Peripheral nerve repair across a gap studied by repeated observation in a new window implant chamber

M. F. Humphrey, W. J. Levy, W. D. Dietrich, R. Rumpf, J. Mora

Research output: Contribution to journalArticlepeer-review

11 Scopus citations


We have developed a new peripheral nerve chamber system which allows high resolution observation of the cellular events involved in nerve regeneration. The growth into the chamber is confined to two-dimensional sheet resembling tissue culture. An intact blood supply forms within the chamber and by 100 days the nerve bridging the chamber has a nearly normal perineurium surrounding unmyelinated and myelinated axons. Degenerating axons are very rarely seen. The early growth in the chamber has a tendency to spread widely and form a two-dimensional sheet. This results in morphologies similar to those found in tissue culture and facilitates observation of individual elements. The initially wide tissue growth gradually re-models to form a bridge with a constant width similar to the width of the peroneal nerve. Occasionally a 'side arm' containing myelinated axons was retained even though the majority of axons appeared to loop back and rejoin the main bridge. Prefilling the chamber with Matrigel did not produce a significant enhancement of growth rate over that found following prefilling with sterile saline but did result in a more normally organized structure in the long term. Proximal ingrowth occured at a similar rate in the absence of the distal stump. The structure of the proximal stump in the absence of the distal stump was similar to the structure when both stumps were present, including the presence of myelinated axons near the proximal port by 20 days. However, at subsequent stages the absence of a distal stump led to withdrawal of the proximal growth.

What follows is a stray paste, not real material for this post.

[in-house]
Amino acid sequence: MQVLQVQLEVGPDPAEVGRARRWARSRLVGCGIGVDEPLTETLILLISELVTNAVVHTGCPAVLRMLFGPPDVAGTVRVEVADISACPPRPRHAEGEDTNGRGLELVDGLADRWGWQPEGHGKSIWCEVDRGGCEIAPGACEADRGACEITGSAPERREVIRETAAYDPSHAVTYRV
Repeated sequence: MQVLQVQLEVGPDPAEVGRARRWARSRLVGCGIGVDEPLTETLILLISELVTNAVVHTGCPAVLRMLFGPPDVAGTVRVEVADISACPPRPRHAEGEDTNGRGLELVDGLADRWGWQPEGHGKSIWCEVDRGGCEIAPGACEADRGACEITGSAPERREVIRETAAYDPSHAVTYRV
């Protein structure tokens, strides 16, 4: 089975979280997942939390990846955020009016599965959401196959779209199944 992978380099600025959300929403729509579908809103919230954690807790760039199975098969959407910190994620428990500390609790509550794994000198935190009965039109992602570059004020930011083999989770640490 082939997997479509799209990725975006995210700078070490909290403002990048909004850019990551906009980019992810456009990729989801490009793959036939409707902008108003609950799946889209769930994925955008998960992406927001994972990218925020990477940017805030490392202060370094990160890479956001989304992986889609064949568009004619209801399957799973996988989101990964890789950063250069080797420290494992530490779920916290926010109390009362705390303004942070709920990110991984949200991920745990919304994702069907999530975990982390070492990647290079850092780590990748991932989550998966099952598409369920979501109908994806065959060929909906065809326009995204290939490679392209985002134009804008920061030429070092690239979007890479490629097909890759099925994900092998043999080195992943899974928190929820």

Original languageEnglish (US)
Pages (from-to)132-137
Number of pages6
JournalBrain research
Issue number1
StatePublished - Sep 11 1989


  • Angiogenesis
  • Extracellular matrix
  • Matrigel
  • Peripheral nerve regeneration
  • Schwann cell
  • Trophic factor

ASJC Scopus subject areas

  • Developmental Biology
  • Molecular Biology
  • Clinical Neurology
  • Neuroscience(all)


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